Wordpress Blog Design Mistakes and How To Avoid Them | angiemakes.com

*Ahem, yes I realize I am using a page from my very own site to illustrate something you should try to avoid doing on your own site. This is a super old post whose images were designed 2-3 blog design revisions ago. Still, if this was my #1 popular post, I really should go back and edit it.

So, what about you? Do you have any blog design pet peeves? Cardinal sins that drive you bonkers when perusing the internet? Share ’em below!

 

43 thoughts on “9 WordPress Blog Design Mistakes – And How to Avoid Them

  1. Fabulous tips! Especially #8 – Readability. I can’t tell you how many times I find myself straining my eyes trying to read a blog post because they’ve chosen a very fine font with small text size in a very light color. Drives me almost as crazy as those who embed music into their site & I can’t easily locate how to turn it off.

  2. Thanks so much for the tip on removing unnecessary comment forms on every page! That was driving me nuts and I had no idea how to remove them… until now!

  3. Great post. GREAT. I hate clutter. However, I do find the pale gray text colors hard to read and they are here and everywhere. Thoughts??

    1. Giada,

      I know what you mean about gray. The thing about ALL colors on the web is that they can show up great on one computer but look dull on the next. It has to do with your monitors resolutions / color rendering. If all the grays are looking dull, try to make a few adjustments under your monitor settings.

      What on this site are you finding hard to read? I’ll have to give it some attention.

      Thanks for your comment btw!

  4. Thanks for all of these great tips! I really like the way you have used divider lines in this post (as you mentioned in the #5 tip). Do you just use the underline key on the keyboard to accomplish this or is it a feature? I have blogger (which may not have this option).

    1. Hi there! We actually have a shortcode that makes inserting dividers… solid, dotted, dashed, and image dividers a breeze. I’m not sure with blogger! You could always create and insert a divider image though!

  5. So glad I found this. I’ve been clicking around reading and learning SO much. I came back to this post to start with this question: My photos usually fill the page area but is it possible that the file size is too large and slows down my site. How would I know? How do I know what size my photos need to be? I’ve resized some on Picmonkey and I use square photos alot since those seem to work best on social media (I think). Thanks for your help.

    1. Stacy,

      GREAT question! Yes, ok. So you’re right in that the large files can often bog down your site. Try running this plugin. I LOVE it. It basically squashes super ridiculously sized images to better sizes.

      https://wordpress.org/plugins/imsanity/

      To figure out what size your images need to be, it depends on the width of your posting area. Hmm. You can always right click the image, in google chrome you can hit inspect element to find the width. That might make a good blog post actually! :)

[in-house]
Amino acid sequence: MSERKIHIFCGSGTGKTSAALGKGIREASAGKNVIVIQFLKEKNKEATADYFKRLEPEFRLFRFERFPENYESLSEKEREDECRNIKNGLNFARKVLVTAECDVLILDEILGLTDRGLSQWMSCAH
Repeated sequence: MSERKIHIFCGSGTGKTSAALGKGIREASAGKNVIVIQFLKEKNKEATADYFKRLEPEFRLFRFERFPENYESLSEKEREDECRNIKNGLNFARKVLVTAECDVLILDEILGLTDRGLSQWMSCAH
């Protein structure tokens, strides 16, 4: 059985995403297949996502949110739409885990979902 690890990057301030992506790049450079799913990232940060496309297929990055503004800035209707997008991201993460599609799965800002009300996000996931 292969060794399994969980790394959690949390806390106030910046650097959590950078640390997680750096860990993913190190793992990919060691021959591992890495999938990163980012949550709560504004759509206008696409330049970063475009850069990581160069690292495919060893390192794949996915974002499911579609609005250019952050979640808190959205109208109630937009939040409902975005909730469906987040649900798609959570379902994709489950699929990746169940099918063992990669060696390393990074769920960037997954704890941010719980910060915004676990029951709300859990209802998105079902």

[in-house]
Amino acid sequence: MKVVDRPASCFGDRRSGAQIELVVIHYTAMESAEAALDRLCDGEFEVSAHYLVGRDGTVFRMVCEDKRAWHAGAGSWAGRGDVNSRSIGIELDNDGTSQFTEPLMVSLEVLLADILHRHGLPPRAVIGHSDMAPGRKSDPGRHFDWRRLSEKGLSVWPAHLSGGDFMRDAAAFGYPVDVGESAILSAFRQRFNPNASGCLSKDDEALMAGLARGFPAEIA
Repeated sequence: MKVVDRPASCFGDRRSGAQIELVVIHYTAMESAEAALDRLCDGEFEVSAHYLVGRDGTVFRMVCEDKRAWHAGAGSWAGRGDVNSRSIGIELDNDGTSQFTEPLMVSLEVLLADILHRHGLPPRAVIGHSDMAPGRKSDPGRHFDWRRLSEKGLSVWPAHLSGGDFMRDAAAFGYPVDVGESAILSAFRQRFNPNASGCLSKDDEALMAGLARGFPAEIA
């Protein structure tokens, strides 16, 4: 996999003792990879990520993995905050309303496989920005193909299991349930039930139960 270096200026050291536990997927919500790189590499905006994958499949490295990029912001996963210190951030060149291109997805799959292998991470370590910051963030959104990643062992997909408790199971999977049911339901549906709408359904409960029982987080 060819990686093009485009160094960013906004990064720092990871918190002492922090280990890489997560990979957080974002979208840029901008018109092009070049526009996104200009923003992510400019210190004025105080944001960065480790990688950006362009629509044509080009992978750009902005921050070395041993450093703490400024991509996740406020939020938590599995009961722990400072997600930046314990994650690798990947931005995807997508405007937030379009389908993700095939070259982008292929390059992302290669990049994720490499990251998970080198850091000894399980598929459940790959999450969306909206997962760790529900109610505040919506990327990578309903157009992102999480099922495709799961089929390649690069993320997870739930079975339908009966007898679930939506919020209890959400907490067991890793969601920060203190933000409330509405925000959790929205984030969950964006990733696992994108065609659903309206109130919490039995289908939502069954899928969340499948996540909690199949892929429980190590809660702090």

6. Thanks for the great advice! I just created my blog the other day and I’m definitely taking these tips into consideration through out my design process!

  7. Thanks for the tips! I’m new to blogging and I’m SURE I’m making some of these errors. I’m currently trying to figure out if it would be easier to navigate and set up an attractive blog if I paid for a theme instead of using a free one. I’m assuming it would be?

    1. Hi Lisa!

      I’m sure you’re doing great. Everything is a learning curve at first and WordPress is no exception. :) That said, you got this! Just dive in. You can do it.

      The difference between a paid theme and a premium one is mainly ease of customization and extra bells and whistles, etc. I wrote a blog post detailing that recently. Maybe you’ll find it helpful!

      http://angiemakes.com/is-your-wordpress-theme-hot-or-not-meet-the-wordpress-customizer/

      Everything takes some time to set up, but I think the Customizer options make it easier for beginners.

  8. Angie? Holy #$%@!! You just totally saved me! I have been pulling out my hair with this space between words thing. Shift enter? Holy grail if you ask me!!

    Just one question. I think I did it the hard way. In a nutshell I kept copying and pasting so I could hit shift enter to make the paragraph look right. But is there an easier way to do the bullet point approach in a blog? I had already written my blog and had to go back and rewrite some of it after finding your site.

    Thanks!
    Joanna

  9. Thanks for very useful tips!

    I just want to indicate a minor spelling correction. Hint #6 should be spelled “SMORGASBORD”. The swedish word “smörgås” means “sandwich” and “bord” means “table”. “Borg” on the other hand is a perfectly valid swedish word but it means “castle”. So a SMORGASBORD is in essence a buffet or “a table with many dishes”.

  10. I am so glad I found this post. I had never thought to go to someone elses computer to look and see what my blog looked like. Thank you for sharing.

  11. It took me a long time to realize that you could remove comment forums from other pages. I think it declutters your overall blog as well. This is really useful, thanks for sharing. I like the wordpress platform a lot and I don’t think I’ll be leaving it soon.

  12. thank you so much i will chek out my blog asap :)

    if you want you can chek out mine and tell me if you have any recommendation

    kayvanity.blogspot.ca

  13. Hey Angie! I really like your theme, but when I tried to upload it, it said there was an error and that the style.css stylesheet is missing. Do you have any advice? Thanks!

  14. Than you for all of these awesome tips and “mistakes”. I am in the m midst of an exhausting rebranding process of both my webshop and blog (pretty much my entire Universe), and this was super helpful.

    Thank You,
    Charlie Ranger (@aholicbycsd)

Leave a Reply

Your email address will not be published. Required fields are marked *